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Interior

What is it like on the inside?

The problem for the A3 generally is that everyone is making their cars posher these days, so it’s hard to stand out as a vaguely premium carmaker without going crazy with the organ stop vents and walnut veneer. 

So the S3 doesn’t enjoy the crushing advantage that it once did, but with the likes of the Volkswagen Golf dropping the ball (an obvious rival whatever the internal slide deck presentations might say) the buttons inside the S3 are delightfully welcome. 

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The 2024 facelift upgraded the cabin, but it did not radically change it. The drive selector is new, the infotainment system (10.1in touchscreen display) has been upgraded, and fancy touches like interior ambient lighting that peeks through perforations in the door card leather have been introduced. 

The best thing these days is that you get more stuff as standard in the S3 – both trims of the car get the same interior tech, the differences in materials come down to microfibre (surprisingly tasteful) versus carbon inlays around the cabin.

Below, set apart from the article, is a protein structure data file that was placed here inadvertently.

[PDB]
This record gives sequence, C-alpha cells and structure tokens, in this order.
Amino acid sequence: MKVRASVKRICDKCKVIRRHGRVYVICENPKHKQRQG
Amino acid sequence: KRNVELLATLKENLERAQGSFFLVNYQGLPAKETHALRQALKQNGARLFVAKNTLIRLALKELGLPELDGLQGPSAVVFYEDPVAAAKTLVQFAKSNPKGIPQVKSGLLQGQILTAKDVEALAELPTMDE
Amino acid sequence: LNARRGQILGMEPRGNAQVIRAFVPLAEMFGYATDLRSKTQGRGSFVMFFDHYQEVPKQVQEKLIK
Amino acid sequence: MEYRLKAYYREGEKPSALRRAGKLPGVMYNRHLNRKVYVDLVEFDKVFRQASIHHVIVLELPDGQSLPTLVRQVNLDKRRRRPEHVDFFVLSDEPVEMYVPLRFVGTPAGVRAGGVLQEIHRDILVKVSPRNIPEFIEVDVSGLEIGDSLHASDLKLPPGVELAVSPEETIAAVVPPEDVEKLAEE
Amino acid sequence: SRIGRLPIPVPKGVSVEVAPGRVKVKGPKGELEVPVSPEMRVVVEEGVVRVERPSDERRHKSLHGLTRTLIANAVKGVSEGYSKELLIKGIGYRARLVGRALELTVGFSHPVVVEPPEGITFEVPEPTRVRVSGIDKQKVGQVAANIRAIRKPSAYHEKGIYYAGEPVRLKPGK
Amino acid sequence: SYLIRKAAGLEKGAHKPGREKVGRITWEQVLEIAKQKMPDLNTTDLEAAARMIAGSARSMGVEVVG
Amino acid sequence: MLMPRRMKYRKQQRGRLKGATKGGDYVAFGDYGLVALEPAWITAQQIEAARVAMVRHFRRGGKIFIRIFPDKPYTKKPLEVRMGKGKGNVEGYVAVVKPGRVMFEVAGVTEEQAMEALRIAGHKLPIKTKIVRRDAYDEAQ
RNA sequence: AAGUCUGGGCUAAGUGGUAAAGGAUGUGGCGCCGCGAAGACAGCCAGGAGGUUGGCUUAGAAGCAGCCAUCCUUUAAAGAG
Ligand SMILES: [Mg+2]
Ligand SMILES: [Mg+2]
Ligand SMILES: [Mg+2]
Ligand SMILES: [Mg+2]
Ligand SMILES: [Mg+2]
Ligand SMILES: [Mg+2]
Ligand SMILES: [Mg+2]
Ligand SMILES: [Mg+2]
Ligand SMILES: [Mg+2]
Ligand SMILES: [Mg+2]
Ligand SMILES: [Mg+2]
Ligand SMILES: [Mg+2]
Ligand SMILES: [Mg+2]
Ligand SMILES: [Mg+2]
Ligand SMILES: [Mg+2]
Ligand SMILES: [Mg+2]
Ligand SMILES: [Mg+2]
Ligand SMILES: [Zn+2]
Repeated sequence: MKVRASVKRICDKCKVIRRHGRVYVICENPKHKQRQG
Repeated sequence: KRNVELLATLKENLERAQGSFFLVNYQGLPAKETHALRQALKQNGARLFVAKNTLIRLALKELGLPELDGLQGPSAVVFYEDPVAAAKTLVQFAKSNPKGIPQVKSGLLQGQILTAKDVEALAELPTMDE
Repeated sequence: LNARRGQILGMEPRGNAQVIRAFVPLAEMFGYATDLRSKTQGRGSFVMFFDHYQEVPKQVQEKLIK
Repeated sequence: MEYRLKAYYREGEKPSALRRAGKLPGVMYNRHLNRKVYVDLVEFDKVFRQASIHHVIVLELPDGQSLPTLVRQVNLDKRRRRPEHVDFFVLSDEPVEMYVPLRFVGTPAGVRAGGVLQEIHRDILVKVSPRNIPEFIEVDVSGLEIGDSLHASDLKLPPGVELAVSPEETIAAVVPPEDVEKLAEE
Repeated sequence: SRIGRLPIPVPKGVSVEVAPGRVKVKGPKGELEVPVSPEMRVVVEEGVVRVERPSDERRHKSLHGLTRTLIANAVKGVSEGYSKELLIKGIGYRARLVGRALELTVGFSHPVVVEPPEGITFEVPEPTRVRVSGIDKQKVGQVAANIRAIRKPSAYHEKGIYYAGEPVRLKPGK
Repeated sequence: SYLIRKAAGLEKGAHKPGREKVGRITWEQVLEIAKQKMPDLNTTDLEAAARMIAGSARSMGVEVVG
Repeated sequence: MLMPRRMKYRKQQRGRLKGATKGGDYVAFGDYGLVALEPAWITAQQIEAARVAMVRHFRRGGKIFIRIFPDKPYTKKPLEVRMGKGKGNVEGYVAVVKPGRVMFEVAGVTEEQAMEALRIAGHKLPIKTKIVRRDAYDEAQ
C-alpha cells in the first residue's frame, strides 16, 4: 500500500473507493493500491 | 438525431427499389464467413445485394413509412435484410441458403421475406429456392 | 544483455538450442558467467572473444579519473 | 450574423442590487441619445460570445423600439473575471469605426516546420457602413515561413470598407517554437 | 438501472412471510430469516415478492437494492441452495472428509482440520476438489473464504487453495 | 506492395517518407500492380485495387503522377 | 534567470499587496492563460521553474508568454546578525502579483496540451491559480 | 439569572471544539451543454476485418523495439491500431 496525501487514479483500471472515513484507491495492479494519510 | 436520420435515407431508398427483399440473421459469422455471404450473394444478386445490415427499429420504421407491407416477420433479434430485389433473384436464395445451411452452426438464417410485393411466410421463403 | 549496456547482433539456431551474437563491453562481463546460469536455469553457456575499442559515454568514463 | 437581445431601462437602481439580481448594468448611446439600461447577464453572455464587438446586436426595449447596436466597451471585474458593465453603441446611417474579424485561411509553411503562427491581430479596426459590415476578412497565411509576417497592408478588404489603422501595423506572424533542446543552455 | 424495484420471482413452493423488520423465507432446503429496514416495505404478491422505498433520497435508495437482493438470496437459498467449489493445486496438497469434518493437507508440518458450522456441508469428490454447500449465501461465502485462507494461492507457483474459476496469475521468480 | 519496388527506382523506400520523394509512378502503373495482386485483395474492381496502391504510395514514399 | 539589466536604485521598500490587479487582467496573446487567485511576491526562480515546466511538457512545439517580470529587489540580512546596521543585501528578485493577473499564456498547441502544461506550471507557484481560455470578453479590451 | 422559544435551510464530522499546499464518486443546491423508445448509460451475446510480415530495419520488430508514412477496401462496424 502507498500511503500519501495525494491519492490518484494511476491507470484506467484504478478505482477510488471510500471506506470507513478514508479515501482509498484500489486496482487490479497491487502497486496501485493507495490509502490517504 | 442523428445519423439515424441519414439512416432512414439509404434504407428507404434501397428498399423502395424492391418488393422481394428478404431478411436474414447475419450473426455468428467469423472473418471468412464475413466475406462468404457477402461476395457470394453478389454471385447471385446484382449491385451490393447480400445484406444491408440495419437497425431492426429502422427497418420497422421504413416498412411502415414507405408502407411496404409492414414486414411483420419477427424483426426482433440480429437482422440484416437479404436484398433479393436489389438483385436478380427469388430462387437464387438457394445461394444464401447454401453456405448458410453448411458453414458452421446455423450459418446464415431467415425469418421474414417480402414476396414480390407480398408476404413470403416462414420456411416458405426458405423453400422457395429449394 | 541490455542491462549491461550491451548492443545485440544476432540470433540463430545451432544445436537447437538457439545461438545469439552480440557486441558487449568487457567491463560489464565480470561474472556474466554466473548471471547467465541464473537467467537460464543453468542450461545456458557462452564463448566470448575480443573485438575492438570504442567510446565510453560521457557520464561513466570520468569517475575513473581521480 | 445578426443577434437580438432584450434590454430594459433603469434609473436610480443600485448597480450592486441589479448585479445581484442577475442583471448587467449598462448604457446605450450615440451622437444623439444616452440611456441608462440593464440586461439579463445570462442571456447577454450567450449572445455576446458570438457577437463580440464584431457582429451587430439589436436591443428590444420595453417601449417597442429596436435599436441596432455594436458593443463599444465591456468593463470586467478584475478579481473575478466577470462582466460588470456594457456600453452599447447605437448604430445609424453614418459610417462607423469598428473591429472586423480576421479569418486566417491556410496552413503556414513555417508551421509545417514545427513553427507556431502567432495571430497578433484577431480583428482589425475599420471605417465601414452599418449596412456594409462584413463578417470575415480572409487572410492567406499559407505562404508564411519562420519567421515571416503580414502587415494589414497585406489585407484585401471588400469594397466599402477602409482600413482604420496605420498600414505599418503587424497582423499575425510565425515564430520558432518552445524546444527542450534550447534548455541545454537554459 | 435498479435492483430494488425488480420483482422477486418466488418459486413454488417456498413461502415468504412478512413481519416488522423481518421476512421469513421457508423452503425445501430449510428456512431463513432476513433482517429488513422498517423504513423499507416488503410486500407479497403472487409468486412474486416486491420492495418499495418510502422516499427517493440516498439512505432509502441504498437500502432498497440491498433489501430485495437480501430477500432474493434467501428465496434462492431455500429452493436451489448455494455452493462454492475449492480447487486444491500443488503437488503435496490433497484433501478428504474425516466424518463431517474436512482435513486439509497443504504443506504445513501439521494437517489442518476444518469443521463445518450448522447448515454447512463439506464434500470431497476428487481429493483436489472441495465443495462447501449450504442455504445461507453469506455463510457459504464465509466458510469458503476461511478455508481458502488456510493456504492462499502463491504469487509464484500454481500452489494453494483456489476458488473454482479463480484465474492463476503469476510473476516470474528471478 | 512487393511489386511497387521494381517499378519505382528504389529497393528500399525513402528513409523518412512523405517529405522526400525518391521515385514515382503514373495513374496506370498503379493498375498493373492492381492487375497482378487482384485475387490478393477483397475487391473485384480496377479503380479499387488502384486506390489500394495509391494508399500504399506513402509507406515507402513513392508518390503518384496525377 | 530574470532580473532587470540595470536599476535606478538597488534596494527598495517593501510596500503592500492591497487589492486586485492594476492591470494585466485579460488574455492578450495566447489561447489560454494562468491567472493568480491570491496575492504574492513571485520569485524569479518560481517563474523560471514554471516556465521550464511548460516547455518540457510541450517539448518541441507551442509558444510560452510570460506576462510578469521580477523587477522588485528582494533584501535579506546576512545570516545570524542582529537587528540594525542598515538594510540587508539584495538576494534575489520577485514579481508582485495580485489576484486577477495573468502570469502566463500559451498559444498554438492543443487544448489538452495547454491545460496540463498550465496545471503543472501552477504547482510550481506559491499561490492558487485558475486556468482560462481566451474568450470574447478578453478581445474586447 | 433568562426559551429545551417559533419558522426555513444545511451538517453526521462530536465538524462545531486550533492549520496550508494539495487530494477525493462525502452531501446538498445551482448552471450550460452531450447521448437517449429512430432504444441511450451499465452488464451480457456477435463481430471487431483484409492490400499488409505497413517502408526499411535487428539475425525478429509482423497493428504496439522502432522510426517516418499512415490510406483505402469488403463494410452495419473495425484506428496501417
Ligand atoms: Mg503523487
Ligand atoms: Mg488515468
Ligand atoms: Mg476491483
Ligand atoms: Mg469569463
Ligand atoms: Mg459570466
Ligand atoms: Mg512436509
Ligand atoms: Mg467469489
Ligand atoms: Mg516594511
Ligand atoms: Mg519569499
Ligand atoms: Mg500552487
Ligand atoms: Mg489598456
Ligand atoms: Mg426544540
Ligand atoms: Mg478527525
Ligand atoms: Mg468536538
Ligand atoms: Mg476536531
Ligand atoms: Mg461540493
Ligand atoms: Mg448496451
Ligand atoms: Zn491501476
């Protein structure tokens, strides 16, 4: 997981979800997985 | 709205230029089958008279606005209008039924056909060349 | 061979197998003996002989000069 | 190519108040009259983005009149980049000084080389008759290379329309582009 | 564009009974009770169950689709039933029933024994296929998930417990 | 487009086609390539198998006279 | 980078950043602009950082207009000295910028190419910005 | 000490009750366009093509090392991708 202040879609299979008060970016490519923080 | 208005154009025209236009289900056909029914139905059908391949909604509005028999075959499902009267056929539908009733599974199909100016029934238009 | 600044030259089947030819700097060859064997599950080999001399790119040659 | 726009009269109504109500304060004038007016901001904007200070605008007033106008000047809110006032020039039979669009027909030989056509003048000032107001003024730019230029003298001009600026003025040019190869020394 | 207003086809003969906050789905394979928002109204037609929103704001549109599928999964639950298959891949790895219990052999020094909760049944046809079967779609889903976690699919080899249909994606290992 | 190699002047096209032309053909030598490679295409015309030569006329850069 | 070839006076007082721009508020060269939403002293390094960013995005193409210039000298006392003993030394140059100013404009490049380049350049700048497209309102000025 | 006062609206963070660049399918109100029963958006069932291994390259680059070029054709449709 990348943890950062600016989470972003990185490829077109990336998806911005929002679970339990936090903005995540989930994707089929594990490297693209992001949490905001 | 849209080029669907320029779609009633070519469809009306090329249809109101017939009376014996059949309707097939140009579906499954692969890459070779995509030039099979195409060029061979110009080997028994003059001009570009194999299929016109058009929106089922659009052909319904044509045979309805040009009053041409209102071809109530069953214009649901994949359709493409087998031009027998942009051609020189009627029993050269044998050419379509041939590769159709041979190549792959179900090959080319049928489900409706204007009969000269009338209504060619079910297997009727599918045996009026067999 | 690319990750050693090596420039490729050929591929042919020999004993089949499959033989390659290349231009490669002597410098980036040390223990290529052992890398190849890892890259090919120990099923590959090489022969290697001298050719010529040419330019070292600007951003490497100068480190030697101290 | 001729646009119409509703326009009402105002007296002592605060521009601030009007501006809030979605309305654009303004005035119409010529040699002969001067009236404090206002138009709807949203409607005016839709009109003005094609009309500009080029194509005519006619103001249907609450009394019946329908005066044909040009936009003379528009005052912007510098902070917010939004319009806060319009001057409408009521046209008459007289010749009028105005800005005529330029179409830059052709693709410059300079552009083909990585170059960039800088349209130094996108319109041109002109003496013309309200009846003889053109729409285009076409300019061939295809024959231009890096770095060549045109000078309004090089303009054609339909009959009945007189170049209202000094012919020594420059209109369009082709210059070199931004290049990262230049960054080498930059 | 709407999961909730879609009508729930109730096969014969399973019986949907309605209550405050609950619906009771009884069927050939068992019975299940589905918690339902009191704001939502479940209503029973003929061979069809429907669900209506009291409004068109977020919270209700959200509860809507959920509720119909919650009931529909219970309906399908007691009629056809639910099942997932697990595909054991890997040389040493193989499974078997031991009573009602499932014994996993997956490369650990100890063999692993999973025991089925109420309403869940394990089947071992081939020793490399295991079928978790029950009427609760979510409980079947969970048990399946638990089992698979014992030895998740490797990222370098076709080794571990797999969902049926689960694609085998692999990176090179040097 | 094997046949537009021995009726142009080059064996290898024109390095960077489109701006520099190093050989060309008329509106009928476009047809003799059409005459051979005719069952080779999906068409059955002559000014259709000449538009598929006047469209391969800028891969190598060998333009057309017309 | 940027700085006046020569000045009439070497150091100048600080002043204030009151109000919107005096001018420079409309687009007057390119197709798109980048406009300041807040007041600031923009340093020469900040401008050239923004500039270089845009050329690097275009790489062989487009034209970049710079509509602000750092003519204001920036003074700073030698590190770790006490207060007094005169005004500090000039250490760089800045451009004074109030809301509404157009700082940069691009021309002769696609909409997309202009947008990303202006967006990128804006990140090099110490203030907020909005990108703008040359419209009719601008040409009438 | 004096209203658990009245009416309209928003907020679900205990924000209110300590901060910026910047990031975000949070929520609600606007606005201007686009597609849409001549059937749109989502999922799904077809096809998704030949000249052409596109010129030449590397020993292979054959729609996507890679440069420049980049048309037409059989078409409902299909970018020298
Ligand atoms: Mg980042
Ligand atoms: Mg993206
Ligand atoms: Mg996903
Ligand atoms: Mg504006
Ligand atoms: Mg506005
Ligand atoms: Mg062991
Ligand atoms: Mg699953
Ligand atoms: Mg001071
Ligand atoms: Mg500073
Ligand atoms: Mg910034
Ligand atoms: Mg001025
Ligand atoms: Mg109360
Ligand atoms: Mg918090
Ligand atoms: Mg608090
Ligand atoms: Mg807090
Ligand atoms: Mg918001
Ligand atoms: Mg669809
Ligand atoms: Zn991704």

Could you get comfortable?

The Sport seats of the S3 are widely adjustable, figure hugging affairs. We couldn’t get quite as snug as we might have wanted, but these things do have to accommodate all sorts of body types.  The S3’s cabin is well laid out and would be comfortable for longer journeys. There’s reasonable space in the back, though the chonky seats do rob rear passengers of a little legroom.

Anything that doesn’t work? 

The glossy black plastic of the centre console is probably the cheapest looking part of the interior, and it shows up smudges and marks very easily. We’d probably find ourselves carrying a microfibre cloth for the touchscreen and the gearshift surround. 

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Neither did we get on with the A3’s native sat nav system, but then that sort of comment comes with the caveat that what didn’t work can likely be changed, we just didn’t have the time to delve into the handbook, and also that with most people using Apple/Android apps you probably will never even see the native system. 

Anyway – we got lost a few times because the Audi sat nav defaulted to an admittedly tasty looking satellite view that picks out the route nicely but doesn’t clearly show other roads around. Germany’s tricky autobahn exits fan off in all sorts of directions and the S3 wasn’t able to demonstrate clearly which way you should be going.

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